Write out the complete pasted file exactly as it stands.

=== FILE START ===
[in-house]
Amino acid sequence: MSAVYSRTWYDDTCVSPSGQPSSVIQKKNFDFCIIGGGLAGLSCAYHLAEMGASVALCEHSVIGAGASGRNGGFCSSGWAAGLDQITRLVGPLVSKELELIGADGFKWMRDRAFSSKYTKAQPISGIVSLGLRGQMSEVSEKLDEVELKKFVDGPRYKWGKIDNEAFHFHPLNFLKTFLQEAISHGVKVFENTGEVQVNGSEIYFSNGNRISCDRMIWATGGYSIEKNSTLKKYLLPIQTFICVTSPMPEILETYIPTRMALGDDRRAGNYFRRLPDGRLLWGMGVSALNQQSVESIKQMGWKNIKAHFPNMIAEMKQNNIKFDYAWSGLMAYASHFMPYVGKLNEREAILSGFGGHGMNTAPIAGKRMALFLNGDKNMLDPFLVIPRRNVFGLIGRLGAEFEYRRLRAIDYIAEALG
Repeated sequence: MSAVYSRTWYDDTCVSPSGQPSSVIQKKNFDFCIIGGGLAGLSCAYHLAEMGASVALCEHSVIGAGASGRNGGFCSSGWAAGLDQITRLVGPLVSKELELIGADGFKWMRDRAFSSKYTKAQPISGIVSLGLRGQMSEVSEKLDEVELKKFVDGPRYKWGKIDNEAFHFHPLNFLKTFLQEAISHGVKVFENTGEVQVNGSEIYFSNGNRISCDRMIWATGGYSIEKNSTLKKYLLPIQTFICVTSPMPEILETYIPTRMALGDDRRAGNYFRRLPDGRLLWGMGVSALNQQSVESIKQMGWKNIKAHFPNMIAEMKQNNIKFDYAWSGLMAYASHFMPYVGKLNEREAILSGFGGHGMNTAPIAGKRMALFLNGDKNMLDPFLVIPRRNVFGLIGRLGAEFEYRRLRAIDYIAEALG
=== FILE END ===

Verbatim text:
[in-house]
Amino acid sequence: MSAVYSRTWYDDTCVSPSGQPSSVIQKKNFDFCIIGGGLAGLSCAYHLAEMGASVALCEHSVIGAGASGRNGGFCSSGWAAGLDQITRLVGPLVSKELELIGADGFKWMRDRAFSSKYTKAQPISGIVSLGLRGQMSEVSEKLDEVELKKFVDGPRYKWGKIDNEAFHFHPLNFLKTFLQEAISHGVKVFENTGEVQVNGSEIYFSNGNRISCDRMIWATGGYSIEKNSTLKKYLLPIQTFICVTSPMPEILETYIPTRMALGDDRRAGNYFRRLPDGRLLWGMGVSALNQQSVESIKQMGWKNIKAHFPNMIAEMKQNNIKFDYAWSGLMAYASHFMPYVGKLNEREAILSGFGGHGMNTAPIAGKRMALFLNGDKNMLDPFLVIPRRNVFGLIGRLGAEFEYRRLRAIDYIAEALG
Repeated sequence: MSAVYSRTWYDDTCVSPSGQPSSVIQKKNFDFCIIGGGLAGLSCAYHLAEMGASVALCEHSVIGAGASGRNGGFCSSGWAAGLDQITRLVGPLVSKELELIGADGFKWMRDRAFSSKYTKAQPISGIVSLGLRGQMSEVSEKLDEVELKKFVDGPRYKWGKIDNEAFHFHPLNFLKTFLQEAISHGVKVFENTGEVQVNGSEIYFSNGNRISCDRMIWATGGYSIEKNSTLKKYLLPIQTFICVTSPMPEILETYIPTRMALGDDRRAGNYFRRLPDGRLLWGMGVSALNQQSVESIKQMGWKNIKAHFPNMIAEMKQNNIKFDYAWSGLMAYASHFMPYVGKLNEREAILSGFGGHGMNTAPIAGKRMALFLNGDKNMLDPFLVIPRRNVFGLIGRLGAEFEYRRLRAIDYIAEALG